Rev Tech Betsy Peters and Yin Yang

Democratizing Access to Data

In this episode, Yan Yang, Chief Data Scientist at Deserve, joins the Rev Tech Revolution to talk about how to go from big data to good data, how good data teams are like internal consultants and the importance of making your data models fair and nondiscriminatory.

Guest: Yin Yang, Chief Data Scientist at Deserve

Yin Yang has a Ph.D. in Computational Engineering from Stanford with a focus on empirical data modeling and statistical analysis. He is passionate about ensuring everyone has access to good data to help solve big problems.

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Intro (00:04): Welcome to the Rev-Tech Revolution Podcast. Today’s episode is hosted by Betsy Peters. She is joined by Yan Yang, chief data scientist at Deserve, to talked about how to go from big data to good data, how good data teams are like consultants and the importance of making your data models fair and nondiscriminatory. All of this and more on the Rev-Tech Revolution Podcast.

Betsy Peters (00:31): Yan, it is a true pleasure to meet you. Thank you so much for giving us a little bit of time here at the RevTech Revolution.

Yan Yang (00:39): Thank you. Nice to meet you too.

Betsy Peters (00:41): So can you tell me a little bit about your background and your career journey and how it pertains to your work at Deserve today?

Yan Yang (00:49): I had my PhD studies in Stanford, in computational engineering, about more than 10 years ago, and that is quite an obscure word, computational engineering. When in fact that I was more focused on operations research, doing a lot of public policy analysis, involving, running through a lot of complex statistical models to evaluate different kinds of public policies, mostly in the healthcare and security area. And then apply the most optimal ones, and finds recommendations. After I graduated, I worked first at Yammer, which was acquired by Microsoft and then subsequently as at Wealthfront. And in both companies, I worked in data infrastructure side, learning how to build a big data infrastructure, as well as how to design a data system properly.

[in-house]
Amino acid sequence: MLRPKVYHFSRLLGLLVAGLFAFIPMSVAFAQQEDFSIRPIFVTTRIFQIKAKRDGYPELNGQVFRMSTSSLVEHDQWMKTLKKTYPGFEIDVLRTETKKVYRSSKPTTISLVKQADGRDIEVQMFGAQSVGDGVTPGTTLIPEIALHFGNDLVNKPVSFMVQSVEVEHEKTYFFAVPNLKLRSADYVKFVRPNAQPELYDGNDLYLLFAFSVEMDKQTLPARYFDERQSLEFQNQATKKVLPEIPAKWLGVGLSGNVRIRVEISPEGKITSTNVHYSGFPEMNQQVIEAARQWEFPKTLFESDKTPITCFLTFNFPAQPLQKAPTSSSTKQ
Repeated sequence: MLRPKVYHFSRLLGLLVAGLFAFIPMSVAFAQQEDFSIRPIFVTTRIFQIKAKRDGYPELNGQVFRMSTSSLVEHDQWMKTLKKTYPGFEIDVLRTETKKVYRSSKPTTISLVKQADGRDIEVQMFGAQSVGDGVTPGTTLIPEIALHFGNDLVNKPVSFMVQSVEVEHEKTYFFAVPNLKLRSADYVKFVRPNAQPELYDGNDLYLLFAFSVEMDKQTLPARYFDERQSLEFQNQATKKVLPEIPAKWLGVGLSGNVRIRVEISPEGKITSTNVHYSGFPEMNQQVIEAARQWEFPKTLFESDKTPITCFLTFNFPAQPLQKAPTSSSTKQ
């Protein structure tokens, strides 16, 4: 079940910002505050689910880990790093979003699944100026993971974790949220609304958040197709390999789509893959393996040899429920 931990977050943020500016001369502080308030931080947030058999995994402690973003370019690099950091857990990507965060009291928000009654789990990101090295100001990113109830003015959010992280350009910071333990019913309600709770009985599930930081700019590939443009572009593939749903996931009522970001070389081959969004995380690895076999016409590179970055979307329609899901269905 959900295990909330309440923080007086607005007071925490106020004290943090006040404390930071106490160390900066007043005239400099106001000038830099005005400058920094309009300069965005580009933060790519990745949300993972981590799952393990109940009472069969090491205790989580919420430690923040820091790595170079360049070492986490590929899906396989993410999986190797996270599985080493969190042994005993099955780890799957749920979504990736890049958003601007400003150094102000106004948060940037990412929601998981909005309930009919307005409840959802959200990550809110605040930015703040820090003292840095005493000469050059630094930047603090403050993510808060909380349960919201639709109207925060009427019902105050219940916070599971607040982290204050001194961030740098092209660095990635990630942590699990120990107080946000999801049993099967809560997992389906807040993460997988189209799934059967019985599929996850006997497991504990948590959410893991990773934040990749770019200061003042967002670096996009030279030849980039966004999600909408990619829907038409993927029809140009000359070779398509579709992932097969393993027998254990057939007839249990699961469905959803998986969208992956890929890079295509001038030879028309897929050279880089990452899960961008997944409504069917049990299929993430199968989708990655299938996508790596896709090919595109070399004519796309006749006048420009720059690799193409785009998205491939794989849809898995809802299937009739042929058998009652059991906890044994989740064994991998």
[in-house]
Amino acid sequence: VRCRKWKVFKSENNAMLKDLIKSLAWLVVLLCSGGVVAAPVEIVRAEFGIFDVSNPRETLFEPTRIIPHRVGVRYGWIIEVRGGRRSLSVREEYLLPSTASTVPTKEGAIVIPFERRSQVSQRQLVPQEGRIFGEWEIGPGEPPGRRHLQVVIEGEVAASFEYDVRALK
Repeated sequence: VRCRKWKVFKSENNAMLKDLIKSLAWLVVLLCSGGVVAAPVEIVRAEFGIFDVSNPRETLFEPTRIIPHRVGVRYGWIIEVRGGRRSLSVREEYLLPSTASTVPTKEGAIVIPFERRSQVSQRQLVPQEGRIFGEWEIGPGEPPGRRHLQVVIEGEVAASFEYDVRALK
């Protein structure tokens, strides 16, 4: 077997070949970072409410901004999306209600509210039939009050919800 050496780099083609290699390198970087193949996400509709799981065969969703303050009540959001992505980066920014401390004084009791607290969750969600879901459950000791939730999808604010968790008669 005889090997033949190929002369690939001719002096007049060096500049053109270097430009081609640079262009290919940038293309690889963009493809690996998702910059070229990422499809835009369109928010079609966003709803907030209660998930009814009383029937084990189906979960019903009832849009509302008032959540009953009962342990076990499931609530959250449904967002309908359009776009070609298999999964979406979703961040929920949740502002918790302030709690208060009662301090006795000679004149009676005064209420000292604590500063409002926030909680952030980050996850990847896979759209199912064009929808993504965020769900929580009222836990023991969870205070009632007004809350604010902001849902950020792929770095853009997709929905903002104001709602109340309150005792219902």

Yan Yang (01:39): Then next I went to Salesforce, where I worked on the Einstein platform, that platform is trying to gather all the CIM data that Salesforce has, and try to design an easy to use system. So end user can pull all the data in and build all sorts of AI models themselves, without a lot of expertise in this area. So it’s more like an AI platform. Some of a common thread throughout my PhD study, and my first few jobs, is that there are a lot of focus on democratizing the data, even the analytics, or even the AI, within the company or organization. So it’s trying to empower the users to perform a lot of these tasks that usually are reserved by experts.

Yan Yang (02:23): I mean, and people in the company can learn how to ingest the data themselves, or raw analytics and even get some insights out of it. So that’s actually a very interesting point. And in this process, I was actually working with the founder and CEO of Deserve, Kalpesh. And in this, all the time as , part-time help. I worked with a lot of projects, including the very first underwriting model that Deserve uses to underwrite international students, that come to us without a credit background. That’s how Deserve was first started. And then in 2018, I came to join Deserve full time, and to lead data science and data engineering team.

Betsy Peters (03:08): Yeah, those are some impressive credentials. And clearly you’re very under-qualified for this conversation. Tell me a little bit about Deserves value prop and why you decided to join the team. It’s got a bit of a social mission too, it sounds like?

Yan Yang (03:23): Yeah, so Deserve first started as a B2C company and we issue credit cards, for people who come to US, who don’t have a credit background, international students. The founder used to be an international student. I used to be an international student. You came to the US without a lot of credit background, and you can really get access to the financial system very easily. You can’t build your credit score. And as many of us know, that without that, you cannot really get to your next step in terms of a lot of financial planning, and get a good hold of your financial life in the US. So that’s where we get started. And over the years, we have transitioned into more of a B2B business, where we offer a modern credit card platform. And what does that mean? For example, if a company wants to issue their own credit card, today, they will usually choose to go to either a big bank, like Chase or Barclays, or to process like First Data, who can offer them integration, for them to build their own solution.

Yan Yang (04:27): So Deserve offers that modern platform that can help them to do the whole thing end to end, and starting from signing the contract, you will get a full credit card program running at the end of the day, at the end of the period. I mean, technology-wise, a credit card is a very much a product. It has been here say, I don’t know, 40, 50, 60 years. I mean, and there’s another, a lot of things changed in the past decade or so. When I say a modern platform, what I mean, are the things like in-cloud infrastructure, like microservice architecture, like real-time data or real-time decision. All these are hallmarks of modern day technology companies, right? I mean, and we are trying to bring all this into the credit card space. What this means, is that it will unlock a lot of features, and a lot of things, benefits that previously was not commonly seen in this field.